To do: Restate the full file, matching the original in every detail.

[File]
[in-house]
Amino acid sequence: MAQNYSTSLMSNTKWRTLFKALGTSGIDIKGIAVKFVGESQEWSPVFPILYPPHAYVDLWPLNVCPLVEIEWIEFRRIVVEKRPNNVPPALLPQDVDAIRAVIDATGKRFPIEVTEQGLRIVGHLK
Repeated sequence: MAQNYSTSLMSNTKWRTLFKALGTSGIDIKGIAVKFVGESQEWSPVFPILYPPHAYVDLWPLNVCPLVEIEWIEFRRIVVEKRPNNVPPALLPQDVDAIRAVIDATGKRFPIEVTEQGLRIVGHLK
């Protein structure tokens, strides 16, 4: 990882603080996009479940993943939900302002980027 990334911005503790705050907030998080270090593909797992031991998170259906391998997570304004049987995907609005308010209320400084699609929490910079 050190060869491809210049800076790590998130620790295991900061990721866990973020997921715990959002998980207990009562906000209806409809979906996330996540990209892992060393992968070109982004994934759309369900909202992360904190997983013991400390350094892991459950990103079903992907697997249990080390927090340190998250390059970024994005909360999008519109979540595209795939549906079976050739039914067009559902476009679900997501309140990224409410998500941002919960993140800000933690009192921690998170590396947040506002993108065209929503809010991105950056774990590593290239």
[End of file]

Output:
[in-house]
Amino acid sequence: MAQNYSTSLMSNTKWRTLFKALGTSGIDIKGIAVKFVGESQEWSPVFPILYPPHAYVDLWPLNVCPLVEIEWIEFRRIVVEKRPNNVPPALLPQDVDAIRAVIDATGKRFPIEVTEQGLRIVGHLK
Repeated sequence: MAQNYSTSLMSNTKWRTLFKALGTSGIDIKGIAVKFVGESQEWSPVFPILYPPHAYVDLWPLNVCPLVEIEWIEFRRIVVEKRPNNVPPALLPQDVDAIRAVIDATGKRFPIEVTEQGLRIVGHLK
């Protein structure tokens, strides 16, 4: 990882603080996009479940993943939900302002980027 990334911005503790705050907030998080270090593909797992031991998170259906391998997570304004049987995907609005308010209320400084699609929490910079 050190060869491809210049800076790590998130620790295991900061990721866990973020997921715990959002998980207990009562906000209806409809979906996330996540990209892992060393992968070109982004994934759309369900909202992360904190997983013991400390350094892991459950990103079903992907697997249990080390927090340190998250390059970024994005909360999008519109979540595209795939549906079976050739039914067009559902476009679900997501309140990224409410998500941002919960993140800000933690009192921690998170590396947040506002993108065209929503809010991105950056774990590593290239």